I’d like to know if it’s possible to paint right on the paper ON the light box without tracing any lines with pencil or ink first. Would it somehow ruin the light box or does the paint dry with hard lines? That would be useful for lettering but also for doing several color sketches to decide which colors to use without having to bother with sketching the same picture over and over.


  2. I just wanted to take a minute to thank you for these fun little tutorials. In one tutorial you said something about feeling better when you take a little time and create something and that is so true! Now, whenever things just get crazy I take a little time to slap a little paint on paper and I find I do feel better! Of course I always enjoy your enthusiasm for art and the chattiness. Bottom line, you brighten my day so thank you!


  3. I’m not sure where to ask this question, but here it is. If I use the link in one of your YouTube videos to buy a product (say from Amazon) and I end up wanting to purchase a different manufacturers product (i.e. From looking at other items that Amazon always shows) does that benefit you at all or does it have to be from the exact linked item?


    1. Hi Katie, thanks for asking:) You can buy anything from a website after clicking an affiliate link of mine and I get a comission on anything you purchase there. I am an affilate with Craftsy, Simon Says Stamp, Hallmark Scrapbook as well as a few others but those are the main ones as I live in a state which dosn’t allow partisipation with big sites (like Amazon, Blick or Joanns so if you shop there click an affilate link or another blogger you want to support and know whatever you buy will help them out:) I really appreciate you taking the time to ask this, thank you for your support:)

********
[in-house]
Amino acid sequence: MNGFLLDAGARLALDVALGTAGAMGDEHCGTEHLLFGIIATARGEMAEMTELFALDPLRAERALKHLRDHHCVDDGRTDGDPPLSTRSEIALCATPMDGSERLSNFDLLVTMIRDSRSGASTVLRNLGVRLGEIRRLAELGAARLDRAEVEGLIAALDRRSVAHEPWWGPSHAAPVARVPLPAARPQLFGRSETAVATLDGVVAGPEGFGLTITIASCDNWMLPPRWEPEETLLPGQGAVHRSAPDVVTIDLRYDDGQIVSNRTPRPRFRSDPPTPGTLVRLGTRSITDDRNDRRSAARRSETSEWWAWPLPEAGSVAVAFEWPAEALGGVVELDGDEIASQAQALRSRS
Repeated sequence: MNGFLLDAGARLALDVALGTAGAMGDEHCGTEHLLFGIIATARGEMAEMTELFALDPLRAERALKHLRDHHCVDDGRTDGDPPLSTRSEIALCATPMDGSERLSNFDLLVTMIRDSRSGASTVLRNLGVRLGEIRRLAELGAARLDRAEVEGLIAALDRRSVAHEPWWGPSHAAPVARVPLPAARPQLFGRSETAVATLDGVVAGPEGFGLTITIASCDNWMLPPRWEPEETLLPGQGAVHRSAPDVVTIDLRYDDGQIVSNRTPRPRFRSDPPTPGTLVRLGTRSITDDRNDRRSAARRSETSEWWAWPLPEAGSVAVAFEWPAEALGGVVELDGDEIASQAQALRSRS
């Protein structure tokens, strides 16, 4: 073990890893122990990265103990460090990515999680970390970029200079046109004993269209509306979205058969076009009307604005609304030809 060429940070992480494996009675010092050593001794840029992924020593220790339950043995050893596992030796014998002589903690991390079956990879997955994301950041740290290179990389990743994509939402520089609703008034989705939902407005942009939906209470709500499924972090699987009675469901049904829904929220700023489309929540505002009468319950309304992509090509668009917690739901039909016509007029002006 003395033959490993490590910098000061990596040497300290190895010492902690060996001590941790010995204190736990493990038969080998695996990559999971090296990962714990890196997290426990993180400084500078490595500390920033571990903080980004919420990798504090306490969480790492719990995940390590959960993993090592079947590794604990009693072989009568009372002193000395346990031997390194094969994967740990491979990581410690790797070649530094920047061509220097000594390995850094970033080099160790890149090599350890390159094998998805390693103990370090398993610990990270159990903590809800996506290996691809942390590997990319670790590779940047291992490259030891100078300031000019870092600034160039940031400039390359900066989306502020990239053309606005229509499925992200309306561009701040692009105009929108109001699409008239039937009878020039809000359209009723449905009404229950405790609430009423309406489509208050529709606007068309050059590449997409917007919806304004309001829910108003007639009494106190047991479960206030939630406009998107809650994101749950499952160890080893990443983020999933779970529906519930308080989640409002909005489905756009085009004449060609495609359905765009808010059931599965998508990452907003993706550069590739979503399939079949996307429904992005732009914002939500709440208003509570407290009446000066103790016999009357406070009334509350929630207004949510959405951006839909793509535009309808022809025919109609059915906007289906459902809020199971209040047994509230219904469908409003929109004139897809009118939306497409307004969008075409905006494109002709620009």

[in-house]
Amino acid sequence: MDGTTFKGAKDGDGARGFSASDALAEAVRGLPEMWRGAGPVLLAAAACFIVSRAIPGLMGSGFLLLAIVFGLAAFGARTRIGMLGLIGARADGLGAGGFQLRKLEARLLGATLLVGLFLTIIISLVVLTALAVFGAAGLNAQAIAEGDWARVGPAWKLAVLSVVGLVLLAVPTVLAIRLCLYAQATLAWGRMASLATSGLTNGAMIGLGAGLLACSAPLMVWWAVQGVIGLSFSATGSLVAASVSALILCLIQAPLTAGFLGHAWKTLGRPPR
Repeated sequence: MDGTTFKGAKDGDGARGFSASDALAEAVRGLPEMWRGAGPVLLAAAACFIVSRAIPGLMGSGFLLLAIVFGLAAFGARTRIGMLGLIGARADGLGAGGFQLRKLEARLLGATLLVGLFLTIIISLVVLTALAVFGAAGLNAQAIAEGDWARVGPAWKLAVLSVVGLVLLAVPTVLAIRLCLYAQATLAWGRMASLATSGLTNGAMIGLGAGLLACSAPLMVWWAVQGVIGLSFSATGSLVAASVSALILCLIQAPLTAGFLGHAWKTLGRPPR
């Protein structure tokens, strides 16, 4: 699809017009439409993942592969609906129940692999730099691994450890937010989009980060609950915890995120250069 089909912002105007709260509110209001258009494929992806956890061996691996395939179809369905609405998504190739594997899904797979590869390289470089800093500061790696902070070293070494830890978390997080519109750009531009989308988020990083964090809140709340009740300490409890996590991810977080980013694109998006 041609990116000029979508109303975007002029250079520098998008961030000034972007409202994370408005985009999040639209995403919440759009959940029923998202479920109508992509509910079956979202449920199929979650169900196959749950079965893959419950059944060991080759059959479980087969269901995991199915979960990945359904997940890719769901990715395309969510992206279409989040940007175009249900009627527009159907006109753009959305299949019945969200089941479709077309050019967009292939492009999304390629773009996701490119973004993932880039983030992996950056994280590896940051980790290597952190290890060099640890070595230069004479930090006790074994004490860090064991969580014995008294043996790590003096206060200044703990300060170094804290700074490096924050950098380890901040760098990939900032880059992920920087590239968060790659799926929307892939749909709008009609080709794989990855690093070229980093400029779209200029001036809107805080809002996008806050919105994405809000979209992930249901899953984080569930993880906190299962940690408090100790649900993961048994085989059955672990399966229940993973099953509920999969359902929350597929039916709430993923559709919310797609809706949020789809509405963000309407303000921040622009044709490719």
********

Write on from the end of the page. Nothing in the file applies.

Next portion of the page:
1. Thanks for taking time over the holiday weekend to respond to my question so quickly! Ps your leaf tutorial today was a phenomenal color theory lesson!


  4. Lindsey,
    Thanks for your review of the Litup light box. I have looked at some in the past but couldn’t justify the expense.
    When I click on your link, it goes directly to Amazon where they have the product at $129.99, not $119.99. Since this was just posted yesterday, is there a code or something needed to get the $119 price?


    1. Hi Joanna,

      I looked the day the video came out and it was the 119 price. If I had to guess I would say the sale ended. I have never heard of amazon having discount codes either. Would love that though!

      Best of luck,